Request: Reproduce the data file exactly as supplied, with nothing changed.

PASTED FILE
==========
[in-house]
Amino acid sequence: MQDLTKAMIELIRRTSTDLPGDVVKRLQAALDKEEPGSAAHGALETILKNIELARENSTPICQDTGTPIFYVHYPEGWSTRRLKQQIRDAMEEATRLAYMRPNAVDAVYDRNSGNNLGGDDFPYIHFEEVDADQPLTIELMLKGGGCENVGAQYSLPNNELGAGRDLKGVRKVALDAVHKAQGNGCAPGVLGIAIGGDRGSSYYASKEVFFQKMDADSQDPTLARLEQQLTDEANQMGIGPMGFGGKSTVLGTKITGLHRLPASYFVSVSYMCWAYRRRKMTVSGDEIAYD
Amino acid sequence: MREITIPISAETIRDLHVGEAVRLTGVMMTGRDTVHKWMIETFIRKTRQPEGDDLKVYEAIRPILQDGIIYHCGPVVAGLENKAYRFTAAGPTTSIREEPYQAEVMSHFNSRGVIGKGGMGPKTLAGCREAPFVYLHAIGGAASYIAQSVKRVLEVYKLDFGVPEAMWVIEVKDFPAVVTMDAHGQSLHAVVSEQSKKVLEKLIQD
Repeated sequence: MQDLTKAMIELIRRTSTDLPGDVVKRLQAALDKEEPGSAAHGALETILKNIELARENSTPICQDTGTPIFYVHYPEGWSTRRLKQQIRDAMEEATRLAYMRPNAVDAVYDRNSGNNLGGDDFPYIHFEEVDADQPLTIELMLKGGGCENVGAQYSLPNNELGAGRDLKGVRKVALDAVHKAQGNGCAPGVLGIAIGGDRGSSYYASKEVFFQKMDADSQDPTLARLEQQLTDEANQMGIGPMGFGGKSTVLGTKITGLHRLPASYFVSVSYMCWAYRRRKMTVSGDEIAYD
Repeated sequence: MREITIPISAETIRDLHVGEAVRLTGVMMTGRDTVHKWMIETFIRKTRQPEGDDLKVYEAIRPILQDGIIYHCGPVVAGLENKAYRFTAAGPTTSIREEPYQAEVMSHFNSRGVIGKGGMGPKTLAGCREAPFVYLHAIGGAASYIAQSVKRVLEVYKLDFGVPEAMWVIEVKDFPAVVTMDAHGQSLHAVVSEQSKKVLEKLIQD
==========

[in-house]
Amino acid sequence: MQDLTKAMIELIRRTSTDLPGDVVKRLQAALDKEEPGSAAHGALETILKNIELARENSTPICQDTGTPIFYVHYPEGWSTRRLKQQIRDAMEEATRLAYMRPNAVDAVYDRNSGNNLGGDDFPYIHFEEVDADQPLTIELMLKGGGCENVGAQYSLPNNELGAGRDLKGVRKVALDAVHKAQGNGCAPGVLGIAIGGDRGSSYYASKEVFFQKMDADSQDPTLARLEQQLTDEANQMGIGPMGFGGKSTVLGTKITGLHRLPASYFVSVSYMCWAYRRRKMTVSGDEIAYD
Amino acid sequence: MREITIPISAETIRDLHVGEAVRLTGVMMTGRDTVHKWMIETFIRKTRQPEGDDLKVYEAIRPILQDGIIYHCGPVVAGLENKAYRFTAAGPTTSIREEPYQAEVMSHFNSRGVIGKGGMGPKTLAGCREAPFVYLHAIGGAASYIAQSVKRVLEVYKLDFGVPEAMWVIEVKDFPAVVTMDAHGQSLHAVVSEQSKKVLEKLIQD
Repeated sequence: MQDLTKAMIELIRRTSTDLPGDVVKRLQAALDKEEPGSAAHGALETILKNIELARENSTPICQDTGTPIFYVHYPEGWSTRRLKQQIRDAMEEATRLAYMRPNAVDAVYDRNSGNNLGGDDFPYIHFEEVDADQPLTIELMLKGGGCENVGAQYSLPNNELGAGRDLKGVRKVALDAVHKAQGNGCAPGVLGIAIGGDRGSSYYASKEVFFQKMDADSQDPTLARLEQQLTDEANQMGIGPMGFGGKSTVLGTKITGLHRLPASYFVSVSYMCWAYRRRKMTVSGDEIAYD
Repeated sequence: MREITIPISAETIRDLHVGEAVRLTGVMMTGRDTVHKWMIETFIRKTRQPEGDDLKVYEAIRPILQDGIIYHCGPVVAGLENKAYRFTAAGPTTSIREEPYQAEVMSHFNSRGVIGKGGMGPKTLAGCREAPFVYLHAIGGAASYIAQSVKRVLEVYKLDFGVPEAMWVIEVKDFPAVVTMDAHGQSLHAVVSEQSKKVLEKLIQD